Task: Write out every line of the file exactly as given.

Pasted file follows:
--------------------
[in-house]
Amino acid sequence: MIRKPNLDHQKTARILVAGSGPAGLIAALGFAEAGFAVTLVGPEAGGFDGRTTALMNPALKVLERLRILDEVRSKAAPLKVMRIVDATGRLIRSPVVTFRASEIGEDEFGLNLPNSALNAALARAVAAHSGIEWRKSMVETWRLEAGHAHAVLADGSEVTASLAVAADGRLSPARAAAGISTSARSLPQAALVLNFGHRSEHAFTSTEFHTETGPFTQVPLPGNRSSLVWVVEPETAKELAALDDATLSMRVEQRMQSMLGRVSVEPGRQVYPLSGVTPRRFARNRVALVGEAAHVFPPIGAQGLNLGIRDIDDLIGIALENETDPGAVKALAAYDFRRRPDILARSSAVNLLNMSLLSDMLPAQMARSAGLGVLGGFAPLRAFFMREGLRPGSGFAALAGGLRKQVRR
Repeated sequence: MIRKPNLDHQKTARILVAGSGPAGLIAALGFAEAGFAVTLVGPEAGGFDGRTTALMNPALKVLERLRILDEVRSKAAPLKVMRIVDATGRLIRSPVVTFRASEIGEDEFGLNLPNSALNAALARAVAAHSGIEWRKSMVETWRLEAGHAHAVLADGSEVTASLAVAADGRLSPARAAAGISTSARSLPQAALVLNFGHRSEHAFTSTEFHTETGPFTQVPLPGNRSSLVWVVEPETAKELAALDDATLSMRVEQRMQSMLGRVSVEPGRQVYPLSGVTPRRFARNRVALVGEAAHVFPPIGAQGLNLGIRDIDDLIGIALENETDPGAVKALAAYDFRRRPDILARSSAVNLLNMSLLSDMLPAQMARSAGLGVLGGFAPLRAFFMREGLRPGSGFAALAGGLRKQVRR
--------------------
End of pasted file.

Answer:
[in-house]
Amino acid sequence: MIRKPNLDHQKTARILVAGSGPAGLIAALGFAEAGFAVTLVGPEAGGFDGRTTALMNPALKVLERLRILDEVRSKAAPLKVMRIVDATGRLIRSPVVTFRASEIGEDEFGLNLPNSALNAALARAVAAHSGIEWRKSMVETWRLEAGHAHAVLADGSEVTASLAVAADGRLSPARAAAGISTSARSLPQAALVLNFGHRSEHAFTSTEFHTETGPFTQVPLPGNRSSLVWVVEPETAKELAALDDATLSMRVEQRMQSMLGRVSVEPGRQVYPLSGVTPRRFARNRVALVGEAAHVFPPIGAQGLNLGIRDIDDLIGIALENETDPGAVKALAAYDFRRRPDILARSSAVNLLNMSLLSDMLPAQMARSAGLGVLGGFAPLRAFFMREGLRPGSGFAALAGGLRKQVRR
Repeated sequence: MIRKPNLDHQKTARILVAGSGPAGLIAALGFAEAGFAVTLVGPEAGGFDGRTTALMNPALKVLERLRILDEVRSKAAPLKVMRIVDATGRLIRSPVVTFRASEIGEDEFGLNLPNSALNAALARAVAAHSGIEWRKSMVETWRLEAGHAHAVLADGSEVTASLAVAADGRLSPARAAAGISTSARSLPQAALVLNFGHRSEHAFTSTEFHTETGPFTQVPLPGNRSSLVWVVEPETAKELAALDDATLSMRVEQRMQSMLGRVSVEPGRQVYPLSGVTPRRFARNRVALVGEAAHVFPPIGAQGLNLGIRDIDDLIGIALENETDPGAVKALAAYDFRRRPDILARSSAVNLLNMSLLSDMLPAQMARSAGLGVLGGFAPLRAFFMREGLRPGSGFAALAGGLRKQVRR